Across Lancashire and South Cumbria, 24 Trainee Associate Psychological Practitioners (TAPPs), at a band 4 level, have been recruited to general practice and community settings to deliver a mental health prevention and promotion service. Once qualified, they drop the ‘T’ and become APPs, at a band 5 level. Some of the TAPPs are based within one or two GP practices and some are spreading the service they provide across a whole primary care network (PCN), which in one case means up to 10 practices.
Medication prescribed by GPs for emotional difficulties is increasing at what is, perhaps, an alarming rate. One in three GP appointments has a mental health component to it and the reported rate of psychological need has increased as a result of the covid-19 pandemic and associated restrictions. With statistics such as these now well known, I think it’s time that psychological professionals focus their attention upon general practice and community settings. Your local GP, close by, familiar, lacking the stigma and sometimes complex access associated with mental health services seems an ideal place to start. With the average GP offering 10-minute appointments, and many GPs saying they don’t feel appropriately skilled to work with mental health and it’s varying presentations, it’s perhaps not surprising that ‘watchful waiting’ or a medication prescription are two overused tools.
Brendan J Dunlop, Clinical Psychologist in training
Health psychology is a rapidly growing discipline with increasing opportunities and career pathways. However, for trainees and prospective students it can sometimes be difficult to envisage what a future career in health psychology might look like. It’s not always easy to find examples of health psychologists working in areas outside of your respective work environment, or to fully understand the variety of contexts in which health psychology could be applied. Similarly, for organisations interested in commissioning health psychology expertise, it can also be challenging to find examples of the different settings in which we work, or to understand what we might bring to the table.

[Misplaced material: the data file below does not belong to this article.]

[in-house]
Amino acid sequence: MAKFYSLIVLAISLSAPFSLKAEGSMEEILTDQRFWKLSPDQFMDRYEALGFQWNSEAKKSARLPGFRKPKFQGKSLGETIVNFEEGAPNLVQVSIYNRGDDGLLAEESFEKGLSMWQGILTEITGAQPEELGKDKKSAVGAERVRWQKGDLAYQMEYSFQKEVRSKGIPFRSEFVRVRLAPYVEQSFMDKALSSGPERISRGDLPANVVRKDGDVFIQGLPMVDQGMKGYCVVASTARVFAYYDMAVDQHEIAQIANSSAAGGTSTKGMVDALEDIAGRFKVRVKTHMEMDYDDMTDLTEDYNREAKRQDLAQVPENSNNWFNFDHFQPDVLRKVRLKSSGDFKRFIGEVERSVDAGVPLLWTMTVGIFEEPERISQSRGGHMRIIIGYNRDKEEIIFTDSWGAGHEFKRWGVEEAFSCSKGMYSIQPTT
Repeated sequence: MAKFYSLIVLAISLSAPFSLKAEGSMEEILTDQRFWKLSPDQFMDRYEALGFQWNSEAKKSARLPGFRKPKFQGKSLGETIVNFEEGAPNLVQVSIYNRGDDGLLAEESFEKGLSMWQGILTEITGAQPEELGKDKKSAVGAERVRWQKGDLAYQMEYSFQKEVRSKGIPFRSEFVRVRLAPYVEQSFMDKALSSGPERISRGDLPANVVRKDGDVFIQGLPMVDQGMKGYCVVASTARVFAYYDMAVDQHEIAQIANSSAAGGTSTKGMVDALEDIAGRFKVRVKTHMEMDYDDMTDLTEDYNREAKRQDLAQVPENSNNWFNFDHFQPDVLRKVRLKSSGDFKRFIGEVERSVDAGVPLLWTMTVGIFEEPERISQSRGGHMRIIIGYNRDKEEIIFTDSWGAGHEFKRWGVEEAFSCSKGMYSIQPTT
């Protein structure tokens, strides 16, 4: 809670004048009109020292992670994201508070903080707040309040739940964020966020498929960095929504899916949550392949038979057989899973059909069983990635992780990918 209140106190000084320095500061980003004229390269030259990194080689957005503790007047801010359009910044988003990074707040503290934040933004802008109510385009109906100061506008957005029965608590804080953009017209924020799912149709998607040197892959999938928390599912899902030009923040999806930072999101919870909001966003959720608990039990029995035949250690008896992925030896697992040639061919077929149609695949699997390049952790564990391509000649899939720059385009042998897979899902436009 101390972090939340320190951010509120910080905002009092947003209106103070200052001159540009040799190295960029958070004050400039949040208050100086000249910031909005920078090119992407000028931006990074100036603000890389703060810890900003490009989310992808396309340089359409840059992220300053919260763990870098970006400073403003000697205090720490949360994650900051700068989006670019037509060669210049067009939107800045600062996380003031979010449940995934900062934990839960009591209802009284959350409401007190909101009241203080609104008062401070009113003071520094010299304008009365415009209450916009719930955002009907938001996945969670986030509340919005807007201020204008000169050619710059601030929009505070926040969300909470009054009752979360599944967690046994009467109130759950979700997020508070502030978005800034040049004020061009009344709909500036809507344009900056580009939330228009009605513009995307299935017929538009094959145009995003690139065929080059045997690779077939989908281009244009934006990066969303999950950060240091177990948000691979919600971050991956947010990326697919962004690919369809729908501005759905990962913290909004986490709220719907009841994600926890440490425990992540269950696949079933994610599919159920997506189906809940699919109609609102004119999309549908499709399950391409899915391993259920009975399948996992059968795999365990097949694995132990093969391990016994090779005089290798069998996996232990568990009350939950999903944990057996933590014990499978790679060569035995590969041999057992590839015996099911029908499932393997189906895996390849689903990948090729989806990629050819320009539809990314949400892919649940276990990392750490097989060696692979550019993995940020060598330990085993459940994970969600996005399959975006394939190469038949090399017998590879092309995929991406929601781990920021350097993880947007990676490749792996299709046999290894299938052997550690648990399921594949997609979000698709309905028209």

Prof Lucie Byrne-Davis PhD CPsychol PFHEA FEHPS, Health Psychologist, Division of Medical Education, School of Medical Sciences, Faculty of Biology, Medicine and Health, The University of Manchester
Saiqa Naz: CBT Therapist, Sheffield Specialist Psychotherapy Service, Co-author IAPT BAME Positive Practice Guide, & Chair, BABCP Equality and Culture Special Interest Group)
Yorkshire and Humber Psychological Practitioners Network
Why I do more homework than my clients
If you've learned anything about therapy before, especially something structured like CBT, you will know about therapy 'homework' or between session work where you tasks are set to complete before you next meet up. Clients often have mixed feelings about doing this, sometimes it reminds them of school, for example. There's a lot of emphasis put on the idea of homework, so it's supposed to show how motivated people are and can affect the outcome (the more you put in, the more you get out). For the most part homework is set up with the therapist to be completed by the client, but sometimes there is also a bit of between session work done by the therapist too (usually completing surveys). However, that's not what I'm talking about when I say that I do homework for my clients.....
When I started looking at adapted interventions for the young people I work with in Early Intervention we started looking at ways to engage people using their own interests (this eventually became part of a project I run called heavy metal therapy but this isn't about that specifically). I started using music, lyrics and other media in the session that clients had selected to describe their feelings or experiences. What started happening was that people asked me to listen to stuff or watch things in between the sessions so that we could use the session time to reflect on it. Now obviously there are some pitfalls in this, not having infinite time being one of them, and the joys of playing very sweary metalcore in the office displeasing your colleagues. But, over time, I have been converted to this approach for a few reasons: